Biological Rhythms

A striking characteristic of many body functions is the rhythmical changes they manifest. The most common type is the circadian rhythm, which cycles approximately once every 24 h. Waking and sleeping, body temperature, hormone concentrations in the blood, the excretion of ions into the urine, and many other functions undergo circadian variation (Figure 7-7). Other cycles have much longer periods, the menstrual cycle (approximately 28 days) being the most well known.

What have biological rhythms to do with homeostasis? They add yet another "anticipatory" component to homeostatic control systems, in effect a feedforward system operating without detectors. The negative-feedback homeostatic responses we described earlier in this chapter are corrective responses, in that they are initiated after the steady state of the individual has been perturbed. In contrast, biological rhythms enable homeostatic mechanisms to be utilized immediately and automatically by activating them at times when a challenge is likely to occur but before it actually does occur. For example, there is a rhythm in the urinary excretion of potassium such that excretion is high during the day and low at night. This makes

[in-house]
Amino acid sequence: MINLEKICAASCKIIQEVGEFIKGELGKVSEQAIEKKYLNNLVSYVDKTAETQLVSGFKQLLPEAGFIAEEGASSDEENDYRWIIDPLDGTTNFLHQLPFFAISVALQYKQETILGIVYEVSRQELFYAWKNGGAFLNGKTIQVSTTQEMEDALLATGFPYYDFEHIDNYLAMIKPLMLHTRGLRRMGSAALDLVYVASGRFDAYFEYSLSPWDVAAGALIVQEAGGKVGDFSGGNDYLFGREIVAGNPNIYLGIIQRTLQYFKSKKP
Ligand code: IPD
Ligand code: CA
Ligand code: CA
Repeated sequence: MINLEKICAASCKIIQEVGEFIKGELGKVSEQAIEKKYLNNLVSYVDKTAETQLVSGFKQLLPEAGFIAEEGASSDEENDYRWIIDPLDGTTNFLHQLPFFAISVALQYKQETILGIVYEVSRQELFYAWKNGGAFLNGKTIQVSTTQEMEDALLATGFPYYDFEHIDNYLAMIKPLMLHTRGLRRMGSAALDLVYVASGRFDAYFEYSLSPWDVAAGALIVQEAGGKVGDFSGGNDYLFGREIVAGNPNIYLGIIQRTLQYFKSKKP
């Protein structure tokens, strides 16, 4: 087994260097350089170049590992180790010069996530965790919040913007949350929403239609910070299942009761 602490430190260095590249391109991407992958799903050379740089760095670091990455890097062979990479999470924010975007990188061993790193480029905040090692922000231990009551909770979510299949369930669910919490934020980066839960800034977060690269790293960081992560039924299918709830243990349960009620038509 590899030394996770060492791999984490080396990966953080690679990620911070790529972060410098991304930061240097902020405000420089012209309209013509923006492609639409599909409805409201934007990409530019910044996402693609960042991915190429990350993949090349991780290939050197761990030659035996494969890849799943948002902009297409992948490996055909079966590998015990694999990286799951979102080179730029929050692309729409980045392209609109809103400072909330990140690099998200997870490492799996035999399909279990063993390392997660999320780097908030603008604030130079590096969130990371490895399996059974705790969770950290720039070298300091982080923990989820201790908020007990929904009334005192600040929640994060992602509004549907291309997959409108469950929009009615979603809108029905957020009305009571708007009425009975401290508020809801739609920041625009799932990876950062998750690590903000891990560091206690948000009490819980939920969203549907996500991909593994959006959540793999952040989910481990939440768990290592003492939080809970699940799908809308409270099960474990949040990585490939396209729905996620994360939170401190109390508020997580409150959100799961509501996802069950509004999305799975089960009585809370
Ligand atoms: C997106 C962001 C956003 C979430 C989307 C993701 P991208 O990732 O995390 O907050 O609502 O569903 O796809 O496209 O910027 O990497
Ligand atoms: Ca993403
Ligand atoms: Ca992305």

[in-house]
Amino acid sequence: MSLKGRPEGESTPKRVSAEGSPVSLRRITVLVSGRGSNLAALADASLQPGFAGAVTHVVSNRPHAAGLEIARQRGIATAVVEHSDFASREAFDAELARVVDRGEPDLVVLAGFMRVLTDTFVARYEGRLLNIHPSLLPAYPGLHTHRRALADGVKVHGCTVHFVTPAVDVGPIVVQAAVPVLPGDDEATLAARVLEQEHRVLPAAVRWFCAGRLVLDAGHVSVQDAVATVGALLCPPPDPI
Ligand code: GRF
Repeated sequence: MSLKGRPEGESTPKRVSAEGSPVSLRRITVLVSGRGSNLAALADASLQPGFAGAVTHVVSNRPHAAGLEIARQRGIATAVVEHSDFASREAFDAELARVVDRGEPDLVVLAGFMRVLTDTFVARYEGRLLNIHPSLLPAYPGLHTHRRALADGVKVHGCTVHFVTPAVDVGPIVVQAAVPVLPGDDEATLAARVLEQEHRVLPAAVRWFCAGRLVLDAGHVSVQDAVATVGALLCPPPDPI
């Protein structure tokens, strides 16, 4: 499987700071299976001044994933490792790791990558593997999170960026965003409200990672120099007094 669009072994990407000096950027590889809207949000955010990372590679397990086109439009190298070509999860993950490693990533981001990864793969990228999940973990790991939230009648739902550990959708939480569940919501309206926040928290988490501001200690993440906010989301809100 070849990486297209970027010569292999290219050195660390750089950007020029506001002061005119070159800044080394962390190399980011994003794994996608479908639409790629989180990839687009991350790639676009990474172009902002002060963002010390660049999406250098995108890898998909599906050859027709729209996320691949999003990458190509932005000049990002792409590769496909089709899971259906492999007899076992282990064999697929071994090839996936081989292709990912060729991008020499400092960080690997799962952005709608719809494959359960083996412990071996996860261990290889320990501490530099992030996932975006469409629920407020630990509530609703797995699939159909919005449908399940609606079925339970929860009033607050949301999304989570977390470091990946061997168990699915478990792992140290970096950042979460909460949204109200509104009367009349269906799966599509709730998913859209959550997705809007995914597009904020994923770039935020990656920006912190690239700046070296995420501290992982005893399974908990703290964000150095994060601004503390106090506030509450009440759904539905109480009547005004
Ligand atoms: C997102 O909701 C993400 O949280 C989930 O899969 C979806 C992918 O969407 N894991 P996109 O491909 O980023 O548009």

Circadian time (hours)

a

e

10

m

o

« <B

rm

5

n

or

h

0

o

«

*—)

15

F

or u

o o

10

a

ma

re

a

O IT

Circadian time (hours)

4 A.M. Noon 8 P.M. 4 A.M. Noon 8 P.M. Time of day (hour)

Essentials of Human Physiology

Essentials of Human Physiology

This ebook provides an introductory explanation of the workings of the human body, with an effort to draw connections between the body systems and explain their interdependencies. A framework for the book is homeostasis and how the body maintains balance within each system. This is intended as a first introduction to physiology for a college-level course.

Get My Free Ebook


Post a comment